Blog wrap-up: The drafts that didn’t make it

As I close things up around here, I wanted to share some of the bits that have languished in my ‘Drafts’ folder through the years. I felt strongly enough about these topics to start writing about them, but not strongly enough (or perhaps coherently enough) to finish.

I am not my child’s best teacher, and that’s OK

This draft dates back to when Little Boy was two or maybe not even two yet.  It was about coming to terms with all the new songs and words and skills he was bringing home from daycare.

“Here is my son, so big and yet still so small, with a rich external life away from his parents.  Here he is, doing things I’ve never seen before, things that I didn’t teach him, things that he learned from someone else.”

Looking back now, I don’t remember exactly how I worked through those feelings, just that I did.  Little Boy is in kindergarten now and he has an amazing teacher and his own five-year-old social life and it feels completely right.  Younger Brother is learning two-year-old things both at home and at daycare, and I feel good about that, too.

Tell me about the books you grew up reading

Inspired by this Grumpy Rumblings post from, uh, 2017, I started musing about the books I loved as a kid.  Many of these had been passed down from my mother’s childhood.

The TL; DR version is that I read a lot of Enid Blyton.

“I came away with a picture of postwar England as a semi-idyllic place where children were sent to boarding school as a matter of course, then spent their holidays caravanning on the moors and getting up to all sorts of adventures.  I also came away with the strong impression that pre-decimalisation English money made absolutely no sense.”

These are your regular reminders

This was intended to be a multi-part post about things that people frequently get wrong, but it never got beyond me ranting that Millennials are not in high school anymore damnit!!

Like many Millennials, I’m rather tired of the parade of think pieces about the apparently awful features of my generation.  Probably every generation since the dawn of humankind has dealt with this kind of thing, but we’re the first to see it proliferate on the internet.  It was annoying enough back when the articles were mostly about actual Millennials, but half the clickbait these days isn’t even talking about the right people.

I have a wife now! Let me answer your questions

I ended up making a rather short “FYI my spouse is a woman now” post when my wife legally transitioned, but I’d originally had something longer in mind.  It petered out, though, perhaps because I didn’t actually have that much to say, or perhaps because I didn’t know how to say it.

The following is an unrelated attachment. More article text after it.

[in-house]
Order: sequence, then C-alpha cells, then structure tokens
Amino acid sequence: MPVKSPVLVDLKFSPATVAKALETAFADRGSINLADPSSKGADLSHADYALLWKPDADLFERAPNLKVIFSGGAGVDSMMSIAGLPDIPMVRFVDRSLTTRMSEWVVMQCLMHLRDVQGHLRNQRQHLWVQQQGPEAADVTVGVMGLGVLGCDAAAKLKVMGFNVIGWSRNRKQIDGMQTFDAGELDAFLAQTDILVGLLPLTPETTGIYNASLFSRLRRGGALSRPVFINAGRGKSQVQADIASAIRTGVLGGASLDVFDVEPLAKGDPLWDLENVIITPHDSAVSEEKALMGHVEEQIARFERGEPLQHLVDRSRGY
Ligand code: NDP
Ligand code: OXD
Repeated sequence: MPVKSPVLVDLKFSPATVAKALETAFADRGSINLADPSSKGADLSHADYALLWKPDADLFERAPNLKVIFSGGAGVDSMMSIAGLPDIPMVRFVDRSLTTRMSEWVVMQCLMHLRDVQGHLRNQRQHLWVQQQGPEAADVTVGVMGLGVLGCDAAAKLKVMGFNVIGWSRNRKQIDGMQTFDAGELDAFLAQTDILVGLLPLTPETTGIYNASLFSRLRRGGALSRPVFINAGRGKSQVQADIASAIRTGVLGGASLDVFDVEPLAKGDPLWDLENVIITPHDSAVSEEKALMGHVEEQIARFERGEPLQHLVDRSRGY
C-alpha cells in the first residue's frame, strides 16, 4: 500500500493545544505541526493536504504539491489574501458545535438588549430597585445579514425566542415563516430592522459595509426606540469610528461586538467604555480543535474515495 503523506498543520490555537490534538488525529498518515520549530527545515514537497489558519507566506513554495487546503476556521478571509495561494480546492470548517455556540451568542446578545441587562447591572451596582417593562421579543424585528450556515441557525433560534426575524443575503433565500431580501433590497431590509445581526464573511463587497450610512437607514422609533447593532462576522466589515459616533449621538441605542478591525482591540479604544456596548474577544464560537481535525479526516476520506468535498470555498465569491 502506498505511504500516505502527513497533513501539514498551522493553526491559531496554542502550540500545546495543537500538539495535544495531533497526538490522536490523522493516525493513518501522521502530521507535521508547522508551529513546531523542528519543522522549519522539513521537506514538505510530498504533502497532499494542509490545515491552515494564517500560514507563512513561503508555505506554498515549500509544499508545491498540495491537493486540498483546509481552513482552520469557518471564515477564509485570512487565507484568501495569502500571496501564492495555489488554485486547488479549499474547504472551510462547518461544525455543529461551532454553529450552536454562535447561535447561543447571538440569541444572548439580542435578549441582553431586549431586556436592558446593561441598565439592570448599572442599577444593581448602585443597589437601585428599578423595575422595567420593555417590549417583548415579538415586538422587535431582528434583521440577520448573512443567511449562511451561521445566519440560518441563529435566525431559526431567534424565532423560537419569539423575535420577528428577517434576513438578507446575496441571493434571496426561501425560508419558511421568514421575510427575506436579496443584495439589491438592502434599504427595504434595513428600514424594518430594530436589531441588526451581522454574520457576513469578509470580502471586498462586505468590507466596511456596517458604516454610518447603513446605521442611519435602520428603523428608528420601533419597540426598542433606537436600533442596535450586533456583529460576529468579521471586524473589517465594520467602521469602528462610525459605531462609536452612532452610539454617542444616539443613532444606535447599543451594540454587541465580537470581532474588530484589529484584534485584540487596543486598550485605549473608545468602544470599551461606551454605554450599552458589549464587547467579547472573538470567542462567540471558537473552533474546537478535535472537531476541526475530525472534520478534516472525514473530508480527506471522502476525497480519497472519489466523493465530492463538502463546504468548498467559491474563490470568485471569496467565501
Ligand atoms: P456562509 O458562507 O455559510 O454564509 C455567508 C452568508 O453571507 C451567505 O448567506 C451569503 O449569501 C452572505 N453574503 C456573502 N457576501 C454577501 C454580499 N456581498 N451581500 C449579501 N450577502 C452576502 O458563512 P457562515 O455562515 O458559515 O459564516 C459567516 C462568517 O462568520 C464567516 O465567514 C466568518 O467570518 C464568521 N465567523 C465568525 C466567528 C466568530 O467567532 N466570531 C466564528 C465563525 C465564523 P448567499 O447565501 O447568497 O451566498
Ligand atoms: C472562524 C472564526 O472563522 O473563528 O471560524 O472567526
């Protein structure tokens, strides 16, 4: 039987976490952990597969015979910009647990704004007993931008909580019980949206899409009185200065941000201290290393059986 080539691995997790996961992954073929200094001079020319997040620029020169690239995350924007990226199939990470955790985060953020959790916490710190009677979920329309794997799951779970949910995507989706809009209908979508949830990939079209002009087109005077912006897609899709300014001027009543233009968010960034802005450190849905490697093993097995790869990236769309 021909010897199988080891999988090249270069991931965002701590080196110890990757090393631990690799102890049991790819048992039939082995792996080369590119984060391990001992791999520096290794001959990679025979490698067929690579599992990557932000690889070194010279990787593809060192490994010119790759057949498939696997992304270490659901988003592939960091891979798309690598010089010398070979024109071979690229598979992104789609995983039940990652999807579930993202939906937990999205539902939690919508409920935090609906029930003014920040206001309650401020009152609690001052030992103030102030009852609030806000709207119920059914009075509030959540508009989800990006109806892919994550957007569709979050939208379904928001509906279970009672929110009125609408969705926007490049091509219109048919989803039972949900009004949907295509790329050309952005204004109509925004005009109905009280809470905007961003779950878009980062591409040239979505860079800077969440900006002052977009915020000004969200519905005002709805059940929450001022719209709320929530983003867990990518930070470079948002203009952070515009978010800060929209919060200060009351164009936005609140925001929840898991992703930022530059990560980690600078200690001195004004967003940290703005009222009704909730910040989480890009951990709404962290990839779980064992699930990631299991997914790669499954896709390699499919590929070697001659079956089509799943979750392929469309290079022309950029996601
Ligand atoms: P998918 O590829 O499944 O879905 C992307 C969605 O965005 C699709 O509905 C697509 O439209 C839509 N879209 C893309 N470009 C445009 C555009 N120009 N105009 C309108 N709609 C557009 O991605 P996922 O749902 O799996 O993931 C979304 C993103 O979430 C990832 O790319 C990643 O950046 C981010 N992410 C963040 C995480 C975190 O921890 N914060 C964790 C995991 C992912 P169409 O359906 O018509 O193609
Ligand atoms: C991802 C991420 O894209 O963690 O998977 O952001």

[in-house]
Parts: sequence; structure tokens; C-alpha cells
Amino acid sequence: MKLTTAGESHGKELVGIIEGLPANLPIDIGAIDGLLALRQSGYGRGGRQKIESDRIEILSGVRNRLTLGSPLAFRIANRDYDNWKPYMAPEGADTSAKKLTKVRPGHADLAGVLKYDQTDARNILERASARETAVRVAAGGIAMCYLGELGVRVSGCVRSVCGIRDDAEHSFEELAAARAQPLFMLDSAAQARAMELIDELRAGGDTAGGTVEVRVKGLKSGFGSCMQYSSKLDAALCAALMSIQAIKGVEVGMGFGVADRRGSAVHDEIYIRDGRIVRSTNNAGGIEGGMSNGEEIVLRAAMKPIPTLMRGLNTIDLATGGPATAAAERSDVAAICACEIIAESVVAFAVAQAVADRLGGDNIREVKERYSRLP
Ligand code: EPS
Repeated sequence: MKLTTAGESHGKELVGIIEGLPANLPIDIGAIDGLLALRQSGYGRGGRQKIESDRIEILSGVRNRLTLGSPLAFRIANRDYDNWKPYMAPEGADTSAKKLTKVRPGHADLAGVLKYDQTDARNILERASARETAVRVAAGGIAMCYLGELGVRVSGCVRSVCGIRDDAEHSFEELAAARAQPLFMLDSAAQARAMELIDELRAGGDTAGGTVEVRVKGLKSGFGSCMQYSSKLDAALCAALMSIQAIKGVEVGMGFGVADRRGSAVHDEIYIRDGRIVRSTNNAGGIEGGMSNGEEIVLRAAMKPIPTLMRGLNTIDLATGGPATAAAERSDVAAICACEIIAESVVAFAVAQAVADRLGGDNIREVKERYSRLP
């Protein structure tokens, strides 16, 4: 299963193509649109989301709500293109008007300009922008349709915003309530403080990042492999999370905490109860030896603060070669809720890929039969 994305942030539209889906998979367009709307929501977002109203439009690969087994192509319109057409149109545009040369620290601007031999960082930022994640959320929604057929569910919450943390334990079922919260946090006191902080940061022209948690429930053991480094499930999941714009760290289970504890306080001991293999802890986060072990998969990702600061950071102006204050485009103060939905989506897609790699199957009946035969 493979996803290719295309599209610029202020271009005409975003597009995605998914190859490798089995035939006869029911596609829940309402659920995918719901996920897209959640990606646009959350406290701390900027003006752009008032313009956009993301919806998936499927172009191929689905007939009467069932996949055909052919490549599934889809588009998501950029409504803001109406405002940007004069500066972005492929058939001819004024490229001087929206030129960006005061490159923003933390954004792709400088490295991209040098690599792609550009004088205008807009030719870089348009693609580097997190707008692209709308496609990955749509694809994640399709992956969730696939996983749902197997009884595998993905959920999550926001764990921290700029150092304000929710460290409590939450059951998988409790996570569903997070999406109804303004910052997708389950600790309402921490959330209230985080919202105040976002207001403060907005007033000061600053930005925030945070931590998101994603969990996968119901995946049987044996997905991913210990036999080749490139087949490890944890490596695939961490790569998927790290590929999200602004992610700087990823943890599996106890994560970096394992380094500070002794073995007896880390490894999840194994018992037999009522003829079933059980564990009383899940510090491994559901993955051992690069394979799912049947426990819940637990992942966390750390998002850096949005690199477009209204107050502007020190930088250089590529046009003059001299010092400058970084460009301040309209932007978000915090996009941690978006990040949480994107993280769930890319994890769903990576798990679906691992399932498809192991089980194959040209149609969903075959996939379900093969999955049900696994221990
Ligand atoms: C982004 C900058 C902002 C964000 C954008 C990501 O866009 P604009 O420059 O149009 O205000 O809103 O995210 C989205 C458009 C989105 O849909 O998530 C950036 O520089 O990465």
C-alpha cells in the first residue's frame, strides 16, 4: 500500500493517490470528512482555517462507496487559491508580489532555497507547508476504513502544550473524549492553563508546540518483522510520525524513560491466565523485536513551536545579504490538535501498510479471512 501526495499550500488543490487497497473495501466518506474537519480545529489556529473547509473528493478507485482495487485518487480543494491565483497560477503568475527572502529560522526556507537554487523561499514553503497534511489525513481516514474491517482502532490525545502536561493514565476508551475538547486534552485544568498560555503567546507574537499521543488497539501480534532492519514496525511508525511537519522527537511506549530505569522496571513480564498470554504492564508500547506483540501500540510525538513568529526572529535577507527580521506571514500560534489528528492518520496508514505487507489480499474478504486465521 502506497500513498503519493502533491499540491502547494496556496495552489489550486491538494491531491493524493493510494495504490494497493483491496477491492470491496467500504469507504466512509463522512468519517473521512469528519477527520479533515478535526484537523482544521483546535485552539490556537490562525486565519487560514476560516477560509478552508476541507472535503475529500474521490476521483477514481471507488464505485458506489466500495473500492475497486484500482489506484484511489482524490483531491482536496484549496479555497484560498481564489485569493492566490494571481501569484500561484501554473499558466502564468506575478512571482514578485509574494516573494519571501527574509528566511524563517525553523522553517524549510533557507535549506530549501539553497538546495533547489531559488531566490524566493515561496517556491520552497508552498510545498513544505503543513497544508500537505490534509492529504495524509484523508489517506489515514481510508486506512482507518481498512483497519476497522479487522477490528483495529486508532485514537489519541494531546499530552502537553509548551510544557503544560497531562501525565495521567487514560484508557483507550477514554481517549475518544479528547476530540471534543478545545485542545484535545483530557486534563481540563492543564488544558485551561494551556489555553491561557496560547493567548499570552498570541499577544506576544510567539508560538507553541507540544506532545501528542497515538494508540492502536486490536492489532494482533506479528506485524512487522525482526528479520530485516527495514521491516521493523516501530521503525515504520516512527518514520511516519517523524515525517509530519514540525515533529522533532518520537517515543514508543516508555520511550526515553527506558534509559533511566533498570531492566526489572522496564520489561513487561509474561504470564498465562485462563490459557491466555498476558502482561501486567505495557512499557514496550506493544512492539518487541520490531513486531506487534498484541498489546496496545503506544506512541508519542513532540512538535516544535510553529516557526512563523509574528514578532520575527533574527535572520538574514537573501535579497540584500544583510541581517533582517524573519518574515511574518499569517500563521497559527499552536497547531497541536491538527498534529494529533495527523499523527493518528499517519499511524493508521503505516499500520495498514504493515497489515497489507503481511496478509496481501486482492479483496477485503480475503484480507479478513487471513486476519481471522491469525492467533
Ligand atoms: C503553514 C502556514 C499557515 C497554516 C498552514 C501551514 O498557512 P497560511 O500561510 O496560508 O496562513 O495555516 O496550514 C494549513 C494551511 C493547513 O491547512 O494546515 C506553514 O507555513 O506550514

Q. How are you doing with your wife’s transition?

A. Quite well, thanks.  There have been parts of this that have been rough on me, but they’re never the parts that people expect.

People always ask that question with certain expectations, and they’re always wrong.  I’m not an Amazing Wife and I don’t have a story of Love Triumphing Over Hardship.  I just have love.

And they all lived happily ever after?

I think it’s time to admit—to myself most of all—that I’m done with blogging.  Time to wrap things up properly and close the door.  To that end, I’ll be putting up a series of short posts this month covering my various life updates, in case anyone ever wonders how it all turned out.

Because really… it all turned out pretty darn good.  I have a wonderful wife and two bright, healthy children.  We bought a house this summer, with more space than we quite know what to do with.  I have an engaging job that never asks me to work on weekends.  They just gave me another raise.  I see the mountains every day.

Sometimes I’m not well.  Sometimes my wife isn’t well, and sometimes it’s all we can do to get through one more day.  Sometimes I’m embarrassed by our crumb-covered sofa and our un-unpacked boxes and our Target bookshelves and our dusty front door.  Sometimes I hide in my closet because there’s just too much noise.

Always there’s an undercurrent of worry, the kind that keeps emergency cash with the passports and plans three alternate routes to elsewhere, just in case.  I don’t read the national news much at all anymore; instead, I laugh delightedly at Serious Town Council Drama and vote for the county to increase my property taxes.  I’m a fortunate person, all in all, and I know it.

And so life goes on.